Great Games for Traveling

  1. I Spy With My Little Eye: always a favorite!
  2. License Plate Game: make up words for the letters on license plates; see how many states you can find.
  3. Twenty Questions: one player thinks of something, the other players ask question to guess what it is. The first question is usually, "plant, mineral, or animal?".
  4. Punch-buggy or Slug-a-Bug: Players keep track of how many Volkswagen Beetles they find on the road. This game can be adapted to include other vehicles, as well.
  5. I'm Going on a Picnic Game: The first player says "I'm going on a picnic and I'm taking an..." and pick something that begins with the letter A. The next player repeats what the first player said, but adds something that begins with the letter B. Playersw alternate and go through the alphanet, always repeating the items that were already said and always adding the next letter.
  6. Shiritori: this is adapted from a Japanese game. Pick a topic such as "Rock Bands". The first player chooses the name of a band. The next player chooses another one that starts with the last letter of the name that the first player gave. The next player then chooses a name that begins with the last letter that the second player gave. The loser is the person who can't come up with a name that begins with the ending letter of the previous player.
  7. Category Exhaustion: this game is similar to Shiritori in that the object of the game is to not be the one to run out of answers. Someone picks a topic, such as "Ice Cream Flavors". Players alternate, coming up with titles that fit the topic, such as "Mint Chocolate Chip" or "Vanilla". The first person who can't come up with an answer loses. Other good topics include "World Capitals" or "State Capitals" or "States that begin with the letter 'A'".
  8. Name That Tune: Pick a topic, such as "TV Themes" and take turns humming the tunes. The other players have to guess the name of the tune. If you have an ipod or radio, the game can be adapted.
  9. Count the...: Pick a category or a thing, like "Cows" or "Red Signs". Shouting out when you see the object in question is all that's required. Whoever says it first gets the point. The person with the most points wins.
  10. Rock, Paper, Scissors - an old classic
  11. Spelling Bee: Players take turns spelling words. When you misspell a word, you are eliminated from the bee.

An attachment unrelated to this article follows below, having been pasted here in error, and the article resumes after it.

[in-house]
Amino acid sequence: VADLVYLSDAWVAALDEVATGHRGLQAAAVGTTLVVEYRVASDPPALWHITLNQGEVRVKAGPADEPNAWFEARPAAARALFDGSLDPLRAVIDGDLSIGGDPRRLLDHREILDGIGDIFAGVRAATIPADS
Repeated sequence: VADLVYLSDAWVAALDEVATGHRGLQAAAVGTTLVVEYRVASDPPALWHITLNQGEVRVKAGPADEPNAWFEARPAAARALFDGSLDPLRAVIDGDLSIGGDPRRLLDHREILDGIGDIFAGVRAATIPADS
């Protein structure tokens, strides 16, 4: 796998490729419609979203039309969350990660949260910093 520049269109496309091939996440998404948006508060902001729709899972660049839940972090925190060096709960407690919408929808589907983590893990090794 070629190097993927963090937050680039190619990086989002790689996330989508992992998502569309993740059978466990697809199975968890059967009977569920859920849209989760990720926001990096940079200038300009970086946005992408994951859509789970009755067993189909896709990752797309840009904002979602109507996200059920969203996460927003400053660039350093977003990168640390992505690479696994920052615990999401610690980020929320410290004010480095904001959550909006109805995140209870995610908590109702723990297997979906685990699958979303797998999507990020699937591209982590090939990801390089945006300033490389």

12. Team Storytelling: One person begins a story, such as "One dark night in the middle of the city, a little old lady was walking to the store..." Then the next person takes over and carries the story a little further. Then the next person continues the story.
  13. Unfortunately - Fortunately: One player makes a statement that starts with "Fortunately", such as "Fortunately, I got a new kitten". The next player makes a statement beginning with "Unfortunately", such as "Unfortunately, it ran away". Then it's the next player's turn to start a statement with "Fortunately, he came back with a diamond necklace".
  14. Who Am I: Similar to the Twenty Questions game, a player picks someone everyone knows. Players ask questions to reveal the identity such as "Is it a male or female?", "What color is her hair?", etc.
  15. House on the Hill: Invent stories about people in the houses you are driving by. What's their occupation or their favorite food? What are their hobbies? Are they afraid of snakes? The more details, the better.

Make A Vacation Memory Book

  • Make the Memories Last

Memories fade with time, so make it a point to solidify the memories of your trip as soon as the trip ends. Have everyone make their own memory book once they get home. Note the funny things that happened, the people you spent time with, and include plenty of pictures. Before you start your trip, give children their own book to fill with their own observations during the trip. Once they get home, they can transfer them into their own memory book. You can even print your book at one of the many print-on-demand publishing platforms to make it more professional.